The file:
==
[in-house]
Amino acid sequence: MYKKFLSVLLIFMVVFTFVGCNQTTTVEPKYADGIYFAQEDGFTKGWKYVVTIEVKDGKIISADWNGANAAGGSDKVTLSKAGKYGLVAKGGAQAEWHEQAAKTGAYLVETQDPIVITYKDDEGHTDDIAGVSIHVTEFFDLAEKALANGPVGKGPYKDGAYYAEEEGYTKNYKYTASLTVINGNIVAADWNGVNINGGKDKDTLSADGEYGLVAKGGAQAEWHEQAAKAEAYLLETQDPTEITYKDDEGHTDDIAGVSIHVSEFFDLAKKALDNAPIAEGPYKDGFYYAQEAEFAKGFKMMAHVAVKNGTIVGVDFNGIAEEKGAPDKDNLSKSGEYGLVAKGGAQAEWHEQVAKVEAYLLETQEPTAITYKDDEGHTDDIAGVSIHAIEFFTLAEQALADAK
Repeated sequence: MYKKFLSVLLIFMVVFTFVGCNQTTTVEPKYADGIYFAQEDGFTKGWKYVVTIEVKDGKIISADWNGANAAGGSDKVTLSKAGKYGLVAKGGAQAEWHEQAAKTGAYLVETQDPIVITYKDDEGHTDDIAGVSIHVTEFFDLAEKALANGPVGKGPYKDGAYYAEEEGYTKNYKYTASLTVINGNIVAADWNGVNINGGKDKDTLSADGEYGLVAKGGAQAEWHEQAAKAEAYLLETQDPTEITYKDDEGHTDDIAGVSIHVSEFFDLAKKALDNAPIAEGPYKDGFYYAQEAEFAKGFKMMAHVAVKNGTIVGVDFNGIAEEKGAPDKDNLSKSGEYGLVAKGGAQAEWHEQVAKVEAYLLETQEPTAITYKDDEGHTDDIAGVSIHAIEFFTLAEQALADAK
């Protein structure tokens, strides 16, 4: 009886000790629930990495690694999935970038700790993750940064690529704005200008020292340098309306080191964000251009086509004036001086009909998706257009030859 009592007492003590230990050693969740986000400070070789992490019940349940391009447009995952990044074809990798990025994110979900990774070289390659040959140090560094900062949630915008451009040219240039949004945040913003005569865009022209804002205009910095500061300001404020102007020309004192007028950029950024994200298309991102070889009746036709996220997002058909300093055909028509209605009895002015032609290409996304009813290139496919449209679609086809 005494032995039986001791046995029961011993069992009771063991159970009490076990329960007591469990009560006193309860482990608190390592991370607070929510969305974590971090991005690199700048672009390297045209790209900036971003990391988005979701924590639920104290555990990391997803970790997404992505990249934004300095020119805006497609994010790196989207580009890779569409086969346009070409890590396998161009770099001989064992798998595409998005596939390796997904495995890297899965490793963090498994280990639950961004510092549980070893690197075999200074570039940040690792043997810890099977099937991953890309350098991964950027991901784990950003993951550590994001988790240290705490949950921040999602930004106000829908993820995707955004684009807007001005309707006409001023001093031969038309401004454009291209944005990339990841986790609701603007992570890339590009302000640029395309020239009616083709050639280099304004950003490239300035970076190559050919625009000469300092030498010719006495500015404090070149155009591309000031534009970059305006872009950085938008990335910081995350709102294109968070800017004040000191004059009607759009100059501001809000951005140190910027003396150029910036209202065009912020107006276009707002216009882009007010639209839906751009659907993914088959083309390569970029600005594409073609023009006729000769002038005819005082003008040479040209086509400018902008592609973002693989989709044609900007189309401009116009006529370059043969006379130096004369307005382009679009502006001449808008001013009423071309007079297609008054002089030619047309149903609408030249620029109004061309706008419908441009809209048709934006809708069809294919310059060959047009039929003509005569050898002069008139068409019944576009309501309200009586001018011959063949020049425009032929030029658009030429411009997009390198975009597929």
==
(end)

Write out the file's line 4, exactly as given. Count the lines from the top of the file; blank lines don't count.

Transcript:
């Protein structure tokens, strides 16, 4: 009886000790629930990495690694999935970038700790993750940064690529704005200008020292340098309306080191964000251009086509004036001086009909998706257009030859 009592007492003590230990050693969740986000400070070789992490019940349940391009447009995952990044074809990798990025994110979900990774070289390659040959140090560094900062949630915008451009040219240039949004945040913003005569865009022209804002205009910095500061300001404020102007020309004192007028950029950024994200298309991102070889009746036709996220997002058909300093055909028509209605009895002015032609290409996304009813290139496919449209679609086809 005494032995039986001791046995029961011993069992009771063991159970009490076990329960007591469990009560006193309860482990608190390592991370607070929510969305974590971090991005690199700048672009390297045209790209900036971003990391988005979701924590639920104290555990990391997803970790997404992505990249934004300095020119805006497609994010790196989207580009890779569409086969346009070409890590396998161009770099001989064992798998595409998005596939390796997904495995890297899965490793963090498994280990639950961004510092549980070893690197075999200074570039940040690792043997810890099977099937991953890309350098991964950027991901784990950003993951550590994001988790240290705490949950921040999602930004106000829908993820995707955004684009807007001005309707006409001023001093031969038309401004454009291209944005990339990841986790609701603007992570890339590009302000640029395309020239009616083709050639280099304004950003490239300035970076190559050919625009000469300092030498010719006495500015404090070149155009591309000031534009970059305006872009950085938008990335910081995350709102294109968070800017004040000191004059009607759009100059501001809000951005140190910027003396150029910036209202065009912020107006276009707002216009882009007010639209839906751009659907993914088959083309390569970029600005594409073609023009006729000769002038005819005082003008040479040209086509400018902008592609973002693989989709044609900007189309401009116009006529370059043969006379130096004369307005382009679009502006001449808008001013009423071309007079297609008054002089030619047309149903609408030249620029109004061309706008419908441009809209048709934006809708069809294919310059060959047009039929003509005569050898002069008139068409019944576009309501309200009586001018011959063949020049425009032929030029658009030429411009997009390198975009597929």